With the recent developments witnessed in the food industry, we have enclosed below an overview of what has appeared in the media for the last few weeks. This is an initiative from our end to help you stay updated.
On 30th April, the State Government of Uttar Pradesh, a northern India state in India ordered the recall of a batch of 0.2 million packs of Nestle Maggi citing reasons of excessive lead and MSG content. The issue attracted attention of the country’s central food regulator, Food Safety and Standards Authority of India (FSSAI). The FSSAI notified each of 27 states in India to conduct independent tests on samples of Nestle Maggi to identify if the issue was specific to a single batch or product related. Post initial tests, individual states like Kerala, Goa, Delhi, Gujarat, Tamil Nadu, Jammu & Kashmir, Bihar, Madhya Pradesh and Karnataka banned the sale of Nestle Maggi citing similar reasons. The severity of the issue and an estimated slump in the sales of Maggi that drives profitability for Nestle’s India unit, prompted the company’s global CEO Paul Bulcke to travel to India and address the media on the issue. While he did state that all of Nestle’s products are tested for safety, little could be done to curtail states from banning sale of the product.
Food sector in news:
National Food Regulator Released New Recall Standard For Food Companies In India – Food World News, 26 June 2015
The National Food and Safety Regulator are getting more concerned with regulatory regimes as they released a guideline of recall
procedures for food companies in India. The said guidelines are strictly mandatory for every food company. Food authorities will take legal action if any operator is caught violating the procedure. Sellers should remove immediately recalled items from the store and return the stocks to the manufactures and should promptly inform consumers through "food recall notices," such as press release or advertisement.
Now, Food Served by Railways too Chugs into Wrong Track – The New Indian Express, 26 June 2015
After the Maggi Noodle fiasco, it has come to light that even the food supplied by the Railways contains harmful and poisonous substances. Giving credence to the fact, the sample reports from the Government Analyst’s Laboratory, here, reveal that around 30 food samples collected from various trains running across Kerala contain harmful and carcinogenic elements.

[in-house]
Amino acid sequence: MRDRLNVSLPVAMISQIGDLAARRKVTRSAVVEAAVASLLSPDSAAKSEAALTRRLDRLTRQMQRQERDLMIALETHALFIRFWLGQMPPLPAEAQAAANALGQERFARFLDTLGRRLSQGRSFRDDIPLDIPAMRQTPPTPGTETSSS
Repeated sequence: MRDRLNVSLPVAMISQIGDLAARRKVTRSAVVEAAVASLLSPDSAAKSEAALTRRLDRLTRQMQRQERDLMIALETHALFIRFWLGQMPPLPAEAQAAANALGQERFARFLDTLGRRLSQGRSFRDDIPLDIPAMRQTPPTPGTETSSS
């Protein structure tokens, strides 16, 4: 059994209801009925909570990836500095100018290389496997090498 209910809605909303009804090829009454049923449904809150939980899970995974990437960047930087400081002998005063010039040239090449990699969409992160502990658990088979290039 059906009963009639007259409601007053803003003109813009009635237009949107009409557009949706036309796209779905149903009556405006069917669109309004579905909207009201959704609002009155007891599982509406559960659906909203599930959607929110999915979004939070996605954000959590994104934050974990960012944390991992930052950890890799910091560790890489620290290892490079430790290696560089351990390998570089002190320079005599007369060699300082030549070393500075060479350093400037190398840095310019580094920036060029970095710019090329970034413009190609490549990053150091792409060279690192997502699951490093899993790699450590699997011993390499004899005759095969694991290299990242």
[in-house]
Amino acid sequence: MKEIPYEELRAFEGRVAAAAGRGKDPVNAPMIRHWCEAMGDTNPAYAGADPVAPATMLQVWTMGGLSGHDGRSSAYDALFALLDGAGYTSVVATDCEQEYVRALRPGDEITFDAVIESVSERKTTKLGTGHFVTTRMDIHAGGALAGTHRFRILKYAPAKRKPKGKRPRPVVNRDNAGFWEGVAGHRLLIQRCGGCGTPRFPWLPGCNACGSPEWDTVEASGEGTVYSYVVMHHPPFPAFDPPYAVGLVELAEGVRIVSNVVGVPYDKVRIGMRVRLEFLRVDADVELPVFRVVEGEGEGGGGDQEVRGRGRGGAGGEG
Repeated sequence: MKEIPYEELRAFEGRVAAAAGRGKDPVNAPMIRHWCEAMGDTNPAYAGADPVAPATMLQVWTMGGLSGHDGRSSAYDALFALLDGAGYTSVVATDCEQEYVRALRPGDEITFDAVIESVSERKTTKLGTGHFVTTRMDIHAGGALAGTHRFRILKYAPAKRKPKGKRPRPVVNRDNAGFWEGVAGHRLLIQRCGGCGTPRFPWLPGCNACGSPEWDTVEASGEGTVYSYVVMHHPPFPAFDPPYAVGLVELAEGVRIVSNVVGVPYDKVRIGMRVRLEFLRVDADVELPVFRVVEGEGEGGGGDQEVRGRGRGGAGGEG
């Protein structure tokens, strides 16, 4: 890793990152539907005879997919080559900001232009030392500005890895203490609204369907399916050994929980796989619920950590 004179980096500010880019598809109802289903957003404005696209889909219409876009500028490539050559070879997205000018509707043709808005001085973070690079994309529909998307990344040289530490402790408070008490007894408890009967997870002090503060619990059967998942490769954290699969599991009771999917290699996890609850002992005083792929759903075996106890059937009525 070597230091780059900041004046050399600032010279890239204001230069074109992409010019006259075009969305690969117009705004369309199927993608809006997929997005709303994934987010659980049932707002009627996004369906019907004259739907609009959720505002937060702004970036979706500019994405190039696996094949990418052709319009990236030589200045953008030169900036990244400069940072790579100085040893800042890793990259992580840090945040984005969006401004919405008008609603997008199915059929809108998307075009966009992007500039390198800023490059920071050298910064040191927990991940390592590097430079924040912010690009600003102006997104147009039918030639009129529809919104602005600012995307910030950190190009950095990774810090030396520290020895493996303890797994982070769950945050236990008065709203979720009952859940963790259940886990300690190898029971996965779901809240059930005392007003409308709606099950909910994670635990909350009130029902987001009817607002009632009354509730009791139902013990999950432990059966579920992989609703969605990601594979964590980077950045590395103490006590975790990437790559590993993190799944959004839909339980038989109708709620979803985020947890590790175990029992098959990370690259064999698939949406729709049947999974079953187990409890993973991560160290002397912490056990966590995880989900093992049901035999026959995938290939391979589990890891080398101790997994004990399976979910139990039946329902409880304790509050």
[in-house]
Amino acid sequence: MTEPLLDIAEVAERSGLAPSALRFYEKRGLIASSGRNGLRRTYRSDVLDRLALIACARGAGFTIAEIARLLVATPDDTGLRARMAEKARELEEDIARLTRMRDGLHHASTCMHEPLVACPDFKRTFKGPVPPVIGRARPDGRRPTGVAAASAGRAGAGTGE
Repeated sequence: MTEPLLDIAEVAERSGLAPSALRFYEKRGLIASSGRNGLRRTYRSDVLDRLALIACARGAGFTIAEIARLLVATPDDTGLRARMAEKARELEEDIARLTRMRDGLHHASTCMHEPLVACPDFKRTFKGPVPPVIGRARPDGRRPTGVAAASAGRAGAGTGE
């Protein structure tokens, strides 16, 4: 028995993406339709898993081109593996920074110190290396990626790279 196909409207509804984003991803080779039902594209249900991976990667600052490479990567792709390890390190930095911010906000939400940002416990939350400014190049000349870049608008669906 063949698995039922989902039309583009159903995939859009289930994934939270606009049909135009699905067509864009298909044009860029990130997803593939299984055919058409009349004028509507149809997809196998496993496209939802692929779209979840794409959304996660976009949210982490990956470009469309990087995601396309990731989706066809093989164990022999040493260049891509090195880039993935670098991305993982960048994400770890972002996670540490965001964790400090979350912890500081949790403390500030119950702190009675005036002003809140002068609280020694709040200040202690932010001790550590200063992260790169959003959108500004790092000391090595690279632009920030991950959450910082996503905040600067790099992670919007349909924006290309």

Food and beverage launches come to a halt following FSSAI action – Business Standard, 25 June 2015
Pending product approvals to the tune of over 700 in the last year and a half by the country's apex food safety regulator - Food
Safety & Standards Authority of India -has resulted in companies left with no new pipeline of products. The result is that food and beverages companies will have to count largely on their existing product portfolios for sales during the crucial festive season. A senior executive at a multinational food processing company confirms that the festive season this year will be dry for firms operating in the space. Some other firms such as Tata Starbucks and Hindustan Unilever (HUL) have gone a step ahead and opted to recall ingredients and products from the marketplace, pending approval from the regulator.
Food regulator unveils draft guidelines for permissible lead in food products, mineral water, wines – The Times of India, 25 June 2015
The food safety and standards regulator has unveiled draft regulations on the permissible limit of lead in food items including
mineral water, fruits, pulses, vegetables, processed food, juices, meat, vegetable oil, olive oil and even wine. The regulator has invited suggestions and objections to the proposed guidelines within 60 days before finally notifying the norms for mandatory implementation by all food operators. The draft guidelines, has brought more food items including jam, canned juice and tomato, fish, leafy vegetables under the mandatory compliance of maximum limits of heavy metals - tin, arsenic and cadmium.
FSSAI wants close watch on popular foods - The Times of India, 24 June 2015
According to sources, in its recent meeting the FSSAI has raised concerns that companies are not following the standards and labelling requirements as per law and consumers are being misled about these products through their packaging and endorsement. FSSAI has directed food inspectors to keep a close watch on products that are consumed in “large quantities” by large segments of the population. Though the official said instructions were not given for specific brands, of late the regulator has cracked the whip on various leading brands while rejecting approvals to number of products from Tata Starbucks, Nestle, Ranbaxy and others.
Does HUL need to fret over the Maggi fiasco? – Economic Times, 23 June 2015
For Nestle's rivals in India, the looming threat of decline in demand for packaged foods far outweighs the possibility of Maggi consumers switching to competing brands. From an overall business point of view, packaged foods as a category is too small to make a huge difference to the fortunes of HUL. The company earns over six per cent of its revenues from packaged foods. With significant money and effort riding on Knorr's success, HUL does have a reason to strategize better for the future prospects of its packaged foods business rather than worry about losing demand in the near term.